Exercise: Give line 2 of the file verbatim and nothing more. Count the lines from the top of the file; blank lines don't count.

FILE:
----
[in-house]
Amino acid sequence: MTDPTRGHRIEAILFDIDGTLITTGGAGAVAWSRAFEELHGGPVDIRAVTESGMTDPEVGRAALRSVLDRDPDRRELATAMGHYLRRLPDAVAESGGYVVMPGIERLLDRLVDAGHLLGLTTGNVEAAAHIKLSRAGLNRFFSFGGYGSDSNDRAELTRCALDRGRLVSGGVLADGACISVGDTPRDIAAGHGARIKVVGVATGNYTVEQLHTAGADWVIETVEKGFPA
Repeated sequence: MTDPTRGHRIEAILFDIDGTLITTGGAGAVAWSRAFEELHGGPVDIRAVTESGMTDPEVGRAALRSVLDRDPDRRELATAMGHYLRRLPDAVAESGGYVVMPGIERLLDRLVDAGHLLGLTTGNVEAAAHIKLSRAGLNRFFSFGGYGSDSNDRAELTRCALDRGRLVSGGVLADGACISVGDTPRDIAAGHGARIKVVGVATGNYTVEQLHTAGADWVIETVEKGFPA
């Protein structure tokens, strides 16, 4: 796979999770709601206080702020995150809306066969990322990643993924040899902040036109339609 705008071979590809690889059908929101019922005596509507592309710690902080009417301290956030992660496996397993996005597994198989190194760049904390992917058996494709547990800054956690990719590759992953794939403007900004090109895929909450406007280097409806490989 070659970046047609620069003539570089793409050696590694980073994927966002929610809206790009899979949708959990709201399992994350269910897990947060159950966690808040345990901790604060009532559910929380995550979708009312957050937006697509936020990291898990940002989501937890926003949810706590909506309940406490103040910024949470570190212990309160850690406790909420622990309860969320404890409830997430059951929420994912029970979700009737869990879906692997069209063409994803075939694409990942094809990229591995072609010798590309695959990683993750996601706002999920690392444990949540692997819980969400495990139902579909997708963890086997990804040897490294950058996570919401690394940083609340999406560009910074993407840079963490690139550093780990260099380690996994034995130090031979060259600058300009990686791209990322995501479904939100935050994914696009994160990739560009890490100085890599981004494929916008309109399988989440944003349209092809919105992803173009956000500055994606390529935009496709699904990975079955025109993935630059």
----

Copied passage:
Amino acid sequence: MTDPTRGHRIEAILFDIDGTLITTGGAGAVAWSRAFEELHGGPVDIRAVTESGMTDPEVGRAALRSVLDRDPDRRELATAMGHYLRRLPDAVAESGGYVVMPGIERLLDRLVDAGHLLGLTTGNVEAAAHIKLSRAGLNRFFSFGGYGSDSNDRAELTRCALDRGRLVSGGVLADGACISVGDTPRDIAAGHGARIKVVGVATGNYTVEQLHTAGADWVIETVEKGFPA